Be sure and clean off any leaves that go yellow, limp or have too many bug nibbles.
Keeping the plants looking healthy makes me want to collect and enjoy of greens.

Lettuce is wonderful for taco/s, burritos, salads of course and sandwiches. 
I plant chives and beets and parsley in my salad box also. 

HINT:  regular watering will keep the lettuce from being bitter.
If it warms up you'll need to move your salad table into the shade
and keep it moist.

Enjoy!  I do

Tuesday, May 15, 2012

questions about feeding the soil

I'm getting some questions
 about "how much to feed the soil"

This is a question that has plagued us for ever.  The old timers
seem to have a sense of what the soil needs more of, the scientist
are sure they know but what do you put in the Square foot garden?

First off compost around here is NOT what is used to be.  Some times
barely composted and often so wet I'm sure it came from our
 own water soaked world.  Often they are full of peat moss.

The Square foot idea is one of compost not fertilizer.
 But here in the Pacific Northwest some years
 we'd wash away
everything our
soil had to give a growing plant.  

If your compost seems full of peat moss,
 if it seems overly soaked, 
if it is full of large chunks of wood pieces 
or other un-composted materials you should
 consider adding some
 supplements to your mels mix. 

Oh slap me square foot traditionalist!  I began French
intensive gardening when it hit the San Fransisco Bay area in the early 1970's
and I have a right to know when something needs correction. 

Second I must say that less is more.
 If you over feed your soil
you will cause all kinds of issues.
 Most not good.
 So please 
remember less is more. 


In class we talked about our soil needs being contained in
Kelp meal
Lime (ag lime/ dolomite mix)
seed meal
bone meal/phosphate rock
 Opt. Fish meal

Newly planted seeds don't need food
Plants in a full growing season NEED food
Plants with ripening food don't need food

You can side dress or make teas etc to adjust for these different 
growing seasons.

BIG HINT:  If you just want to add to your square foot box 
when working your soil in the spring,
 and you copied the recipe from the chalk board,
add 1 to 2 gallons of "the recipe"per each 100 square feet of your box over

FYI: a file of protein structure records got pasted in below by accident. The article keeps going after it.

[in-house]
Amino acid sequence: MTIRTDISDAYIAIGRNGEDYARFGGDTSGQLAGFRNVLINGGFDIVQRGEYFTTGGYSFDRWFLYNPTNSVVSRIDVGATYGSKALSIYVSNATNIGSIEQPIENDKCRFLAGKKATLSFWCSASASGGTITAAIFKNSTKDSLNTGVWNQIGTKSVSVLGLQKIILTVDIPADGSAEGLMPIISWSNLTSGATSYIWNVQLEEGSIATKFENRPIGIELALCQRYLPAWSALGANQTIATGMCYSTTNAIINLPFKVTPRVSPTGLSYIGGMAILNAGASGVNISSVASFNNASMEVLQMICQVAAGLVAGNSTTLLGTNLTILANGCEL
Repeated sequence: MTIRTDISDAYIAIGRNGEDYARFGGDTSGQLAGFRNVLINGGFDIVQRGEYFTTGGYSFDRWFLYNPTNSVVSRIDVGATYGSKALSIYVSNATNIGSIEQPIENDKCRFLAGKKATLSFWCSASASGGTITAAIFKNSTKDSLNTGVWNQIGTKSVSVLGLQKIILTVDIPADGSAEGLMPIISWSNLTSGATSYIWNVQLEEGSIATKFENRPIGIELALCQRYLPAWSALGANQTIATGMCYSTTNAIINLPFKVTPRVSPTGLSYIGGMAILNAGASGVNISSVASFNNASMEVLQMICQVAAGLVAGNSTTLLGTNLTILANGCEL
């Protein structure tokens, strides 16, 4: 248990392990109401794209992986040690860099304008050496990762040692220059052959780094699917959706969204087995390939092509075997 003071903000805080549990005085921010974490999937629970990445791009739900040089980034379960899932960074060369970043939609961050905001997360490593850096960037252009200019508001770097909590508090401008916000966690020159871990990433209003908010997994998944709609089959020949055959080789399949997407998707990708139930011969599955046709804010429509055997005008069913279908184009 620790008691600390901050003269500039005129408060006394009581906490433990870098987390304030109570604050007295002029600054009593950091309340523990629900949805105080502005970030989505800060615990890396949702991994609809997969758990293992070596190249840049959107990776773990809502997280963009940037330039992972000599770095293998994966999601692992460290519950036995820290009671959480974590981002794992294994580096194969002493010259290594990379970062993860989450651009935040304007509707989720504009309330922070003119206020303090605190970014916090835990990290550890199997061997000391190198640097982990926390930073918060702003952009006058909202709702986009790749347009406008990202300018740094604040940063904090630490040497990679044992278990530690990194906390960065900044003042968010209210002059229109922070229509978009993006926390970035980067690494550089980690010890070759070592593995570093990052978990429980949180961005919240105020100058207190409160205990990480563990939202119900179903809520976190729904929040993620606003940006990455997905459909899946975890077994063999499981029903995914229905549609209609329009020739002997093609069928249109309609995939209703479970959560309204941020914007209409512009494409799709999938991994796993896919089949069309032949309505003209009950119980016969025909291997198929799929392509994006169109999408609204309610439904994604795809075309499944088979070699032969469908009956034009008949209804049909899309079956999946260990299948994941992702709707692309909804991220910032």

the top of your garden, spread evenly. 

 Just work this into the top couple of inches of your box. 

Oh and I found Dr. Earth all purpose fertilizer has a nice
group of just what I want to add to my garden and
 I didn't even have
to mix it up! 


Sunday, May 13, 2012

A step by step for mixing soil

For all my new gardeners who are now at the point of mixing your soil
Here is the step by step (it is in the right bar but hard to follow) It's fun
you burn calories and grow great things when it's all done!


Wish I could come over to your garden and help you directly. 
If I can't try following my step by step method:

 1. lay out your tarp.

 2 open one bag of compost and spread thinly across your tarp.

 3. tap out any lumps

 4. open another bag of compost and spread it over the first taping out lumps. 

 5. add your peat moss to the tarp and spread it over the compost, once again tapping out the lumps, and it does have lumps.  Try not to leave peat moss clods...They need to mix in nicely


 6. Carefully grab an end of the tarp and lift it up and help the mix on the tarp roll into the center. Go slowly and watch as the ingredients begin to mix together.


 7 When mixing move from both ends and the two sides. When you can't move the piled up soil any more spread it thinly over the tarp again.

 8. Add in the rest of the compost and mix completely by lifting the tarp and letting 
the mix roll over it's self .

 9. add in vermiculite, spread gently over the whole tarp. We don't want to brake this up any more than we have to. Gently move the tarp back forward to mix and gently spread it over the tarp thinly and mix again.Spread the mix out across the tarp again.

 10 When it all looks like salt and pepper it's ready. Add it to your garden box.

 Salt and pepper look


I can mix 4 cubic feet of compost, 4 cubic feet or peat moss and 4 cubic feet of Vermiculite in one batch. 

It is Good to have left over soil. 
 Put it back in a compost bag or a trash can and every time you pull a used up plant out you stir in a can of new soil back in.  Later you will only add in compost each time you re-plant a square you must add in food for the next plant.  It's so easy. 

 

Tuesday, May 8, 2012

Setting up potato cans used last year

You may have already started your potatoes that's great!

If you didn't get any bad diseases with your potato growing last year,
let's use that soil mix again.





Here is what you need to know.

Tomatoes, eggplant, corn and potatoes are very big feeders
They really use up what is in your soil mix.
So Boost it.
Add new compost and for good measure
add some bone meal.
PLEASE PUT A MASK ON!

A Veggie food with a larger middle number is welcome also

As you add soil to the potato can be sure to water 
to the bottom and continue to add the enriched soil